Fibre Focus: Flax (linen)

Choosing a fibre from a design perspective can be challenging enough, but the fibre that a fabric is made from has numerous environmental and social impacts. It can be difficult to work out the best option when selecting a fibre.
Introducing Fibre Focus, our fabric blog that breaks down the various impacts of a fibre from an environmental, social justice and design standpoint. It is important to also consider any potential impacts a fibre might have if it were to become more popular.


Design advantages:
• Strong and durable
• Moisture absorbent and anti-odour
• Has affinity with many natural and synthetic dyes
• Responds well to machine washing – flax’s handle actually improves with every wash
• Low elasticity, meaning that garments maintain their shape for longer
• Linen fabric is at least 70% cellulose and so will not irritate sensitive skin
• Flax is a very versatile fibre and has applications across many industries

Design disadvantages:
• Linen fabric is more expensive than cotton
• Flax fibres are prone to creasing
• Flax fibres can be initially coarse

Environmental impacts:
• Growing flax requires much less water than cotton
• Flax flourishes without chemical intervention
• Flax is around 12x stronger than cotton, and therefore there is a reduced risk of premature garment disposal
• Flax fibres don’t need to be laundered as regularly as other natural fibres, thus saving water and energy during the consumer use phase
• Flax can grow in many places worldwide and so energy-use and emissions can be reduced during transportation
• Flax can be processed without chemical additives, this preserves water, air and soil quality
• Flax plants have applications in many industries. Therefore growing flax is an economical use of resources

Social impacts:
• Farming flax creates jobs and generates income
• Flax has many uses and so farmers can earn a second or third stream of income
• Flax seeds are a nutritious food source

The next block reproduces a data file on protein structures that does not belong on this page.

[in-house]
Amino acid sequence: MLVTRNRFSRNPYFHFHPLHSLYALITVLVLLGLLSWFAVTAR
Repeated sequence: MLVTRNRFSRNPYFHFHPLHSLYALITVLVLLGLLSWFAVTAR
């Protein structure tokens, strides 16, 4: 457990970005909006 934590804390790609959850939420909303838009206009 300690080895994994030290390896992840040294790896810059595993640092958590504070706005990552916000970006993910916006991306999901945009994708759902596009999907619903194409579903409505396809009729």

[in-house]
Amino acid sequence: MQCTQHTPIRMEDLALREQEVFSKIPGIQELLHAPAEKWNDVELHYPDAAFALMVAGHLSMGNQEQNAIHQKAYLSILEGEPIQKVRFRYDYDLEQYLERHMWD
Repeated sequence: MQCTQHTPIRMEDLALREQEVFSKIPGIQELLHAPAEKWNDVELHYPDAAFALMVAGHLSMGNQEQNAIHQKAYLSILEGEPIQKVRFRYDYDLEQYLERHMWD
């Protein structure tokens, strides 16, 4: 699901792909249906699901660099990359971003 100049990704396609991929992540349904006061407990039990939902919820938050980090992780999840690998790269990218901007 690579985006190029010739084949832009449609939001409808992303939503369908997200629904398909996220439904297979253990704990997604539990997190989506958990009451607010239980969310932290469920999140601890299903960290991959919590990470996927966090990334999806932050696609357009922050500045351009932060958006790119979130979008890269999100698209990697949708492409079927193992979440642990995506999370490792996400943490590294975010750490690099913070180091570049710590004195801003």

• Flax fibres require less laundering than other fibres and this can save consumer households money
• However, flax fibres crease easily and may require more energy to iron/press
• Flax flourishes without chemical pesticides or fertilisers and therefore maintains occupational health of farmers and local communities
• Growing flax requires less water than other fibres, and so farming communities can have access to larger volumes of water

Positive potential impacts:
• Fewer chemical pesticides or fertilisers in the environment
• A decreased water footprint
• Decreased farmer dependence on large chemical companies
• Preservation of water, air and soil quality
• More income for rural communities
• Infrequent laundering will save energy and emissions during the use phase
• Decreased rate of rural-urban migration
• Decreased levels of non-biodegradable textile waste in landfill
• Preservation of non-renewable sources such as oil

Negative potential impacts:
• Job loss in other fibre sectors – such as cotton
• Job loss in chemical pesticide and fertiliser companies
• Increased energy consumption for ironing/pressing the fabric

So there you have it, a simple breakdown of flax’s various impacts that you can keep in mind when buying, sourcing or designing

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